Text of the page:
implementing given layout

Your practical challenge today is to use your newly learnt layout skills to recreate 3 given layouts. This exercise comes in 2 phases. Today, we'll focus on the mobile first approach, working primarily on the typesetting for smaller screens.

We'll take this further in our next session when we'll extend the layout to larger screens and make it responsive.

The text

The text quotes Dieter Rams, a widely recognised and respected German industrial and product designer whose work continues to be influential. In the 1970s, he wrote the now famous ten principles for good design which have become even more relevant today. I hope you will enjoy reading and working with this text.

Good content inspires good layout :)

Phase 1 task:

  1. work with the given HTML
  2. write the CSS required to implement the given 3 layouts, i.e. make copies of the existing CSS to edit for each of the layout versions
  3. focus on typesetting and spacing - this will become the mobile version of the page

Source files:

download source files

  • FOLDER: 10-principles
    webpage files (HTML/CSS/JPG)
  • FOLDER: layouts(phase1)
    screenshots of layouts, today's version
  • FOLDER: layouts(phase2)
    screenshots of layouts, for our next session
  • FOLDER: srcs
    original text + photos

Phase 1 - mobile first layouts

  • layout screenshot
  • layout screenshot
  • layout screenshot

Phase 2 - responsive layouts

Please note: this is only a preview of what comes next :) Our aim today is to work on the initial layouts.

layout screenshots

videos to watch

Here are some video tutorials which will help you get to grips with working on web images. The apps used are the Adobe CC but the principles apply to all.

profile project


  1. work on any visuals included in your design / experiment with patterns for background
  2. produce the final single webpage
  3. prepare a pseudo-PechaKucha presentation as recorded video (saved as MP4)
  4. collect all files into a neatly organised project folder for submission !! deadline 18/11/22

feedback threads on Slack

For this last phase, I'd like to ask you all to post your progress and ask for feedback, and please give feedback too. I'm not going to bother with putting up the groups again as it seems only too few of you are making the effort. And it's not fair on those who will be called up to report back if you are not all joining in.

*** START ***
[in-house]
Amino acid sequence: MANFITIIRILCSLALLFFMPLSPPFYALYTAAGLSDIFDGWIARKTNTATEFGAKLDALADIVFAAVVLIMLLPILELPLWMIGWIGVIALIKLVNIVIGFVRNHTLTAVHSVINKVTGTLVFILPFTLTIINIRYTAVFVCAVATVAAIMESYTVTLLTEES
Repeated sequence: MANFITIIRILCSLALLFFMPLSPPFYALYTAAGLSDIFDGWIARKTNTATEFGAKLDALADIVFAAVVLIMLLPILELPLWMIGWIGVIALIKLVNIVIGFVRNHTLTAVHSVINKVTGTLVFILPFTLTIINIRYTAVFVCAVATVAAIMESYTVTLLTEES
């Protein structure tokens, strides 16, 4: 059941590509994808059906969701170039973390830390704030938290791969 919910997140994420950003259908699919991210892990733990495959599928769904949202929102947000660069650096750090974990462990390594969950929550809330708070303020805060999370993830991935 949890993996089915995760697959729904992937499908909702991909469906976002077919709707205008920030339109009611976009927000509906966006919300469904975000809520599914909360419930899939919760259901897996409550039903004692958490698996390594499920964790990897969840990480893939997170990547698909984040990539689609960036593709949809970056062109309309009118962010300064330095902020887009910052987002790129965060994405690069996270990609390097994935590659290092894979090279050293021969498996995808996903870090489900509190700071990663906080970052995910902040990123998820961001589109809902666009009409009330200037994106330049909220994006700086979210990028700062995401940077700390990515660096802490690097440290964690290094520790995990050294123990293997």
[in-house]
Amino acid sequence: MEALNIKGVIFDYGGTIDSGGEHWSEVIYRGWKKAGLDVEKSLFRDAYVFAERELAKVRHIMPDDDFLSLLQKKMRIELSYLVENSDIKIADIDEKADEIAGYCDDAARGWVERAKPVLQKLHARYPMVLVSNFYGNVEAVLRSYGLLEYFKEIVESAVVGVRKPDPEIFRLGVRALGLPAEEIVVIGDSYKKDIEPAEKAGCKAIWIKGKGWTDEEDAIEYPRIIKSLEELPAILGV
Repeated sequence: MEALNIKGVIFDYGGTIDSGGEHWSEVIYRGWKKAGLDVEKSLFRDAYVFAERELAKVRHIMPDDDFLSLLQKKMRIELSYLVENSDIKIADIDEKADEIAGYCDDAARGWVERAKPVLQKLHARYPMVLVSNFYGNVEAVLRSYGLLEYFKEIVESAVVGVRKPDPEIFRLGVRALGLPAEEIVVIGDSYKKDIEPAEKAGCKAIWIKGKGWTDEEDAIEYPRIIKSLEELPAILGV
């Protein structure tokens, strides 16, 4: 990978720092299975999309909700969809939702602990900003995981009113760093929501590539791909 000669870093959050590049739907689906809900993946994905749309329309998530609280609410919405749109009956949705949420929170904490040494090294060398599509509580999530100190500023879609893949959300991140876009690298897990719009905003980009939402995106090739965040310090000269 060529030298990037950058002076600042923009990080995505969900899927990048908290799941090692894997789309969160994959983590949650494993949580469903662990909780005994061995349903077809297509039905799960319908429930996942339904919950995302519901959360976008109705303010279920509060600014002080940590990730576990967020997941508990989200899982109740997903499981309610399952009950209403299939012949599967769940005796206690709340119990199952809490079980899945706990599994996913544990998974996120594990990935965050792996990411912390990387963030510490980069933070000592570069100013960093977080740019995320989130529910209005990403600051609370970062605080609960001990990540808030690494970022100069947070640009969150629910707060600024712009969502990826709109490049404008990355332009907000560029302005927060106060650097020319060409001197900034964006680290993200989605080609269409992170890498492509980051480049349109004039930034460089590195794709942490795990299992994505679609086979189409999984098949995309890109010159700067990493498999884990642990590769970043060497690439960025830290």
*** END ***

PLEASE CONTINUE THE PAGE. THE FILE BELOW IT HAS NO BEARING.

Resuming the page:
Just remember how important feedback is to your work ~ you will not succeed in creating great designs if you shun other views or if you're just too lazy to join into conversations. And a big thank you and well done to all of you who did do this ~ long may your collaborations continue, I'm here and happy to join in ツ

download deliverables details

the extra task ~ the presentation ツ

As the Major Project crits are soon upon you - this is intended as a warm-up exercise. I'm asking you to put together a mini presentation of your profile project that is very short and to the point, captured as MP4 and included in your submission. If you would like feedback on this, please include a note and I will write up some comments for you and send those to you via DM. And don't worry, the video will be seen only by me :-)
Please do check my tips on how to present it well!.

Pcha Kucha

What exactly is Pecha Kucha? = presentation format of a slide show of 20 images, the presentation of each slide is to last no more than 20 seconds, do check out the site for more. It was created in Japan in 2003 by renowned architects, Astrid Klein and Mark Dytham. The word “PechaKucha” is Japanese for “chit chat.”

You don't need to strictly stick to this - but it might be good practice to do so. Apart from the upcoming informal presentations, we will ask you to do a presentation for each of the formal crit themes. See this video presentation as a nice little practice run ;)

what to cover

This does not have to very serious or formal, prepare a few slides and talk about your page's design. It can be very short, about 2-3 minutes, or a little longer if you wish (though it should not exceed 6 minutes ~ which is about the length of a pecha kucha presentation).

  1. your angle on this personal introduction
  2. a few words on the design, your choice of fonts and colours
  3. closing thoughts on how happy -or not- you are with the page you are submitting

And you can, of course, use any tool for this, I love open source and hence my recommendation of JITSI :) ~ despite it working best in Crhome. As you have fre access to all the Adobe apps, you could use Captivate for this task.

Use Jitsi to record your presentation

The following video was done a little while back and shows how you can record the presentation video and then save the output to DropBox. I've just tested it and you can now save the file to your local drive :) Still in beta but works well, nice! It'll save as .webm file - which you can then covert easily to mp4, via a tool like, for example. Or this alternative Zara found: ~ thanks, Zara :)

NOTE: this is a super-quick flyby demo – intended to be paused as needed for reading/viewing (hit SPACE bar or use controls). For the sake of a lighter file load, there is no audio included, all information included as text in the video.